By Manasseh Azure Awuni
Two days after the swearing in of Prof. JEA Mills as president, I listened to Radio Ghana’s news bulletin at 6:00PM and the Home News at 8:00PM, and one news item struck me most. It was outgoing Acting Western Regional Director of GBC, Mr. Johnson Adu’s, call on President Mills not to fire the Director-General of GBC, Mr. William Ampem Darko as had been the practice by past governments. His reason? If all past D-Gs of the corporation had worked like Mr. Ampem Darko, GBC would have been better than its current state.
Some few days later, a feature on myjoyonline.com also caught my attention, which I read and saved for future reference. It was entitled, “Is the GBC Boss Still at Post?” The writer was S. Xoese Dogbe. He wondered why the D-G of GBC did not fire himself on the day of the announcement of Prof. Mills as winner of the run-off. The feature was also published in the “daily Express” newspaper, which the writer edits. Photocopies of it were posted on the notice boards of GBC with a footnote urging employees of the corporation to read and make their own judgment. The footnote also added that the writer would be officially invited to the corporation’s Workers Durbar to express his views and offer suggestions as to how he thought GBC could be moved forward (in the right direction). I don’t know if he went.
I visited the same website a few days later and I saw another 2,039-word long, passionately-written feature entitled, “GBC is Rotten.” This one was written by Ras Mubarak, who had worked with the GBC for 12 years. According to Mahatma Gandhi, an honest disagreement is a good sign of progress. Ras Mubarak sounded very critical but if every employee of the GBC could get a copy of that feature and read it until he or she can memorize it like a Sunday school memory verse, makes an honest self retrospection and changes for the better, GBC will connote excellence.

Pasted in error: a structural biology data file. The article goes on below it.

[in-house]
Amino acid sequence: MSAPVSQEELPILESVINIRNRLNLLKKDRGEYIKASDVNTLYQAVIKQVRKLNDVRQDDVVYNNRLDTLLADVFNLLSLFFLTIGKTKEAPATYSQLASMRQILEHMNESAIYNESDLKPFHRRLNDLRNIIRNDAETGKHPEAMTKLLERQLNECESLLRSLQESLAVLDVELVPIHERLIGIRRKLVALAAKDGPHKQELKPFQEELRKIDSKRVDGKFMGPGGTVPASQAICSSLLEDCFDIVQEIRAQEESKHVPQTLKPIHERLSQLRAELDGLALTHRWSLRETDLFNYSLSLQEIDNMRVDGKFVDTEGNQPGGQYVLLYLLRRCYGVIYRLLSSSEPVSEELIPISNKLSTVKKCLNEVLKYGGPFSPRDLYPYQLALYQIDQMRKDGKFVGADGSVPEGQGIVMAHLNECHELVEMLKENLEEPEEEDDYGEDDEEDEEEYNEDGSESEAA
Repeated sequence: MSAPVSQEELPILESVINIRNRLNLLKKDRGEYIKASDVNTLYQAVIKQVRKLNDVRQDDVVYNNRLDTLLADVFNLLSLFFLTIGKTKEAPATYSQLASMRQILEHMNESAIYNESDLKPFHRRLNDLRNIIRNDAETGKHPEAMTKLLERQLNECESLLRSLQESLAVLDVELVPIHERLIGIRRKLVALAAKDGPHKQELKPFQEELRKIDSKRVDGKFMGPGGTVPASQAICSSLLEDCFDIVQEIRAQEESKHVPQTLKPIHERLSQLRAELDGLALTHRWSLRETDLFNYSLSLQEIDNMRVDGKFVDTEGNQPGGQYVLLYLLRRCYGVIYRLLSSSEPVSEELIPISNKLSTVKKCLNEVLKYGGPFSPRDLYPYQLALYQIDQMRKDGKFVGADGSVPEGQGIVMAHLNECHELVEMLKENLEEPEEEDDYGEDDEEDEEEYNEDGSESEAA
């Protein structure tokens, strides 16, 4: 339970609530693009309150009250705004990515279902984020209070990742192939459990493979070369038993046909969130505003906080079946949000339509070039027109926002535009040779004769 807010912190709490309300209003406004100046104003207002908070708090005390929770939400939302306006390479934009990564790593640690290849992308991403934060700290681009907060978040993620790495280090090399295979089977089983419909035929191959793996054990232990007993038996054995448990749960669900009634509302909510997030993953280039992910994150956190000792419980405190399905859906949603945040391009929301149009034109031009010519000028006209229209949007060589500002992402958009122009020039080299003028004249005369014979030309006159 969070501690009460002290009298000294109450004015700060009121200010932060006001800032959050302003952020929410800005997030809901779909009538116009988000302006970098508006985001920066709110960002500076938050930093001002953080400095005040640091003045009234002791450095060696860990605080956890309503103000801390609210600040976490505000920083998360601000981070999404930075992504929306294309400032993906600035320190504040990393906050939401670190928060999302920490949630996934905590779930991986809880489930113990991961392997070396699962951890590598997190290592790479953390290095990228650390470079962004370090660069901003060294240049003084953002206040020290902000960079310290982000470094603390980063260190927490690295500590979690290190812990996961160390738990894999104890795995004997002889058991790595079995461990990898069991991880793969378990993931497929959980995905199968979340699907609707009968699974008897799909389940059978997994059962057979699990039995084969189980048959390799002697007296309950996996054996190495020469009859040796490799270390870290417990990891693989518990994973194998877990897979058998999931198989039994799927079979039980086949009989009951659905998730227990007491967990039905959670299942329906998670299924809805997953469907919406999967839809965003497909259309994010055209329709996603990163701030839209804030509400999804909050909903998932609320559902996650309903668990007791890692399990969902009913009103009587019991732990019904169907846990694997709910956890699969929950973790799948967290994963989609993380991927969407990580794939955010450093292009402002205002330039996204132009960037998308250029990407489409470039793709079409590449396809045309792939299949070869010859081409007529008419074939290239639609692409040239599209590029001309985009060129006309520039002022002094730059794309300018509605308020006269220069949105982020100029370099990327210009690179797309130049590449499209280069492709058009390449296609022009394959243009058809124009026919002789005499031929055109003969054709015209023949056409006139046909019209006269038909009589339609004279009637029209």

I do not agree with Mr. Dogbe’s call on the D-G to resign, but I agree with some of the things he said. With regards to Ras Mubarak’s piece, I do not agree entirely with the title but I agree with everything he wrote in that well-thought, well-organised and candidly touching piece.
I grew up in a rural area and GBC was (and still is) the only media organization available to many Ghanaians. The only newspaper that penetrates into Kete-Krachi, where I had my primary to secondary education, is the Daily Graphic. No wonder I called every newspaper “graphic” until I gained admission into the Ghana Institute of Journalism. The fifty copies of the paper, which enter the district late in the night, are distributed to only departments and departmental heads the following day after the day of publication. When GIJ published admission list, in the Daily Graphic, it was a friend, whose father worked at the district education office, who drew my attention to it after two days. I was just lucky. Even though some people are able to get different FM stations after erecting very tall masts, GTV and Radio Ghana still remain the only TV and radio stations to many households in Ghana. This explains how relevant GBC still is even in the face of media plurality.